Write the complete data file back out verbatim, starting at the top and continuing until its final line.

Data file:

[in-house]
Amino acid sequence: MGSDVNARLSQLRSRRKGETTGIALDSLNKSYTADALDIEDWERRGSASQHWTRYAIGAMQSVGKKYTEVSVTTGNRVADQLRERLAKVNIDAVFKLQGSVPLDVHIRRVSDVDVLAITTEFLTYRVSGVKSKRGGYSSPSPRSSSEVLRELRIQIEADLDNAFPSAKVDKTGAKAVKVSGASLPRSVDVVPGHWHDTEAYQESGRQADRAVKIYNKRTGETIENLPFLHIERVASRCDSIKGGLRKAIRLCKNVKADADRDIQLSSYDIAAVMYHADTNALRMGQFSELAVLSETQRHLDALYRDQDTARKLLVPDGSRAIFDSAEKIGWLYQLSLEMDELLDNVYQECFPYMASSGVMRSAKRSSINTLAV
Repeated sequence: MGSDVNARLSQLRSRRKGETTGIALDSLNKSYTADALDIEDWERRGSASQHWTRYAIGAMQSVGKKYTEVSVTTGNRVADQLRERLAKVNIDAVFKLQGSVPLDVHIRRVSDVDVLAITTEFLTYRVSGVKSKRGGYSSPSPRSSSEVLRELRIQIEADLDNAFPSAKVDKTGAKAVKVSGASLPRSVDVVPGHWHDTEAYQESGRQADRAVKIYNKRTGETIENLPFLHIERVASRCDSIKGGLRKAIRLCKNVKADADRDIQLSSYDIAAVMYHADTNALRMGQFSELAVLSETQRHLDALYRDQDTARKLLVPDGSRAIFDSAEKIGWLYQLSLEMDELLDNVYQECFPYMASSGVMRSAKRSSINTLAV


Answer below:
[in-house]
Amino acid sequence: MGSDVNARLSQLRSRRKGETTGIALDSLNKSYTADALDIEDWERRGSASQHWTRYAIGAMQSVGKKYTEVSVTTGNRVADQLRERLAKVNIDAVFKLQGSVPLDVHIRRVSDVDVLAITTEFLTYRVSGVKSKRGGYSSPSPRSSSEVLRELRIQIEADLDNAFPSAKVDKTGAKAVKVSGASLPRSVDVVPGHWHDTEAYQESGRQADRAVKIYNKRTGETIENLPFLHIERVASRCDSIKGGLRKAIRLCKNVKADADRDIQLSSYDIAAVMYHADTNALRMGQFSELAVLSETQRHLDALYRDQDTARKLLVPDGSRAIFDSAEKIGWLYQLSLEMDELLDNVYQECFPYMASSGVMRSAKRSSINTLAV
Repeated sequence: MGSDVNARLSQLRSRRKGETTGIALDSLNKSYTADALDIEDWERRGSASQHWTRYAIGAMQSVGKKYTEVSVTTGNRVADQLRERLAKVNIDAVFKLQGSVPLDVHIRRVSDVDVLAITTEFLTYRVSGVKSKRGGYSSPSPRSSSEVLRELRIQIEADLDNAFPSAKVDKTGAKAVKVSGASLPRSVDVVPGHWHDTEAYQESGRQADRAVKIYNKRTGETIENLPFLHIERVASRCDSIKGGLRKAIRLCKNVKADADRDIQLSSYDIAAVMYHADTNALRMGQFSELAVLSETQRHLDALYRDQDTARKLLVPDGSRAIFDSAEKIGWLYQLSLEMDELLDNVYQECFPYMASSGVMRSAKRSSINTLAV